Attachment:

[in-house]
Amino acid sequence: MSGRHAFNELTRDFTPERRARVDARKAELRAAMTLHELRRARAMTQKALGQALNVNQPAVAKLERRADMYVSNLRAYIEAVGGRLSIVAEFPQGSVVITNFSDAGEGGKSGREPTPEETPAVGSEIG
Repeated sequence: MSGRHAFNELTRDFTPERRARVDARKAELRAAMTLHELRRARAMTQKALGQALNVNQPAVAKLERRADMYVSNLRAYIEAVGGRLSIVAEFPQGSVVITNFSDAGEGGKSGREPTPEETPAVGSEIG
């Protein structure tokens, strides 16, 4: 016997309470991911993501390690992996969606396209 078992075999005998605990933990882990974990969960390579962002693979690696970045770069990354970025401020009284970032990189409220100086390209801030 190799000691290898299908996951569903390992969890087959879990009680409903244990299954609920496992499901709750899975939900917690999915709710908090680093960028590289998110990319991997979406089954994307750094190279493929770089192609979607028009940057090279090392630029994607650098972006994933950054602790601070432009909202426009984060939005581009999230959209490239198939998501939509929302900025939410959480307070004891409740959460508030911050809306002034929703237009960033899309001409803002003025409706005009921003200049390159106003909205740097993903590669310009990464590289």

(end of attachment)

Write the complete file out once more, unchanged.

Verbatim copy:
[in-house]
Amino acid sequence: MSGRHAFNELTRDFTPERRARVDARKAELRAAMTLHELRRARAMTQKALGQALNVNQPAVAKLERRADMYVSNLRAYIEAVGGRLSIVAEFPQGSVVITNFSDAGEGGKSGREPTPEETPAVGSEIG
Repeated sequence: MSGRHAFNELTRDFTPERRARVDARKAELRAAMTLHELRRARAMTQKALGQALNVNQPAVAKLERRADMYVSNLRAYIEAVGGRLSIVAEFPQGSVVITNFSDAGEGGKSGREPTPEETPAVGSEIG
């Protein structure tokens, strides 16, 4: 016997309470991911993501390690992996969606396209 078992075999005998605990933990882990974990969960390579962002693979690696970045770069990354970025401020009284970032990189409220100086390209801030 190799000691290898299908996951569903390992969890087959879990009680409903244990299954609920496992499901709750899975939900917690999915709710908090680093960028590289998110990319991997979406089954994307750094190279493929770089192609979607028009940057090279090392630029994607650098972006994933950054602790601070432009909202426009984060939005581009999230959209490239198939998501939509929302900025939410959480307070004891409740959460508030911050809306002034929703237009960033899309001409803002003025409706005009921003200049390159106003909205740097993903590669310009990464590289």